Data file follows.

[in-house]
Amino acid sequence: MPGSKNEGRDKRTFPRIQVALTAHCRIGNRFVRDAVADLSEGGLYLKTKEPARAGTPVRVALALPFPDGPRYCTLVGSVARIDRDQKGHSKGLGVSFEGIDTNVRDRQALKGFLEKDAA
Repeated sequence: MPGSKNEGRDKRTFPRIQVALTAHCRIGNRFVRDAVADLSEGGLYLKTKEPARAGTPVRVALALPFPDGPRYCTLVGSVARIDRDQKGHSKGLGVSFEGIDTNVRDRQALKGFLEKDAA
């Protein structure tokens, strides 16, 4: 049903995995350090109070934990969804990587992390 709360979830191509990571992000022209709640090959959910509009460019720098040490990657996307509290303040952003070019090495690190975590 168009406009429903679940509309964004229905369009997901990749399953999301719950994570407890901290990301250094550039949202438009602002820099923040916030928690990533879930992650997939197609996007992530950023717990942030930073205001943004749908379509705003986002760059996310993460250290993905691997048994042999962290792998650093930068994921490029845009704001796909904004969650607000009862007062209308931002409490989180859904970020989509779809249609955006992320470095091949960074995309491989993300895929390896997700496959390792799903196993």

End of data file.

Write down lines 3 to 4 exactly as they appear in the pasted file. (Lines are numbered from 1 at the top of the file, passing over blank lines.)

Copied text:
Repeated sequence: MPGSKNEGRDKRTFPRIQVALTAHCRIGNRFVRDAVADLSEGGLYLKTKEPARAGTPVRVALALPFPDGPRYCTLVGSVARIDRDQKGHSKGLGVSFEGIDTNVRDRQALKGFLEKDAA
């Protein structure tokens, strides 16, 4: 049903995995350090109070934990969804990587992390 709360979830191509990571992000022209709640090959959910509009460019720098040490990657996307509290303040952003070019090495690190975590 168009406009429903679940509309964004229905369009997901990749399953999301719950994570407890901290990301250094550039949202438009602002820099923040916030928690990533879930992650997939197609996007992530950023717990942030930073205001943004749908379509705003986002760059996310993460250290993905691997048994042999962290792998650093930068994921490029845009704001796909904004969650607000009862007062209308931002409490989180859904970020989509779809249609955006992320470095091949960074995309491989993300895929390896997700496959390792799903196993």